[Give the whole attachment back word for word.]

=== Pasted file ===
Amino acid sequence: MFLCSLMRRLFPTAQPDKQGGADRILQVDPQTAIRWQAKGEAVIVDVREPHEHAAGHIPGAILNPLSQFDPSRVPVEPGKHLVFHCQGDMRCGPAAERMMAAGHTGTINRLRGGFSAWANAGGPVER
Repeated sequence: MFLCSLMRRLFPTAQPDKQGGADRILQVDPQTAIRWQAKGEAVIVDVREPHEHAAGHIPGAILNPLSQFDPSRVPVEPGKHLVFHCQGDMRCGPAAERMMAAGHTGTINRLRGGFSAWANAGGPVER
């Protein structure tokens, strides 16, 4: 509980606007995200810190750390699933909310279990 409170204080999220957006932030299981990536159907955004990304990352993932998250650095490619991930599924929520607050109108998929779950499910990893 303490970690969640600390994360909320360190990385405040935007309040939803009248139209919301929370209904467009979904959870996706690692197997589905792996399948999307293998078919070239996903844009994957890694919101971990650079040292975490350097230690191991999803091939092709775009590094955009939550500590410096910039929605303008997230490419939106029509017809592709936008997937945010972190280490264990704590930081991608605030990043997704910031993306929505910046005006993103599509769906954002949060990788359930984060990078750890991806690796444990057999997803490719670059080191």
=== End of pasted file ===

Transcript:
Amino acid sequence: MFLCSLMRRLFPTAQPDKQGGADRILQVDPQTAIRWQAKGEAVIVDVREPHEHAAGHIPGAILNPLSQFDPSRVPVEPGKHLVFHCQGDMRCGPAAERMMAAGHTGTINRLRGGFSAWANAGGPVER
Repeated sequence: MFLCSLMRRLFPTAQPDKQGGADRILQVDPQTAIRWQAKGEAVIVDVREPHEHAAGHIPGAILNPLSQFDPSRVPVEPGKHLVFHCQGDMRCGPAAERMMAAGHTGTINRLRGGFSAWANAGGPVER
């Protein structure tokens, strides 16, 4: 509980606007995200810190750390699933909310279990 409170204080999220957006932030299981990536159907955004990304990352993932998250650095490619991930599924929520607050109108998929779950499910990893 303490970690969640600390994360909320360190990385405040935007309040939803009248139209919301929370209904467009979904959870996706690692197997589905792996399948999307293998078919070239996903844009994957890694919101971990650079040292975490350097230690191991999803091939092709775009590094955009939550500590410096910039929605303008997230490419939106029509017809592709936008997937945010972190280490264990704590930081991608605030990043997704910031993306929505910046005006993103599509769906954002949060990788359930984060990078750890991806690796444990057999997803490719670059080191």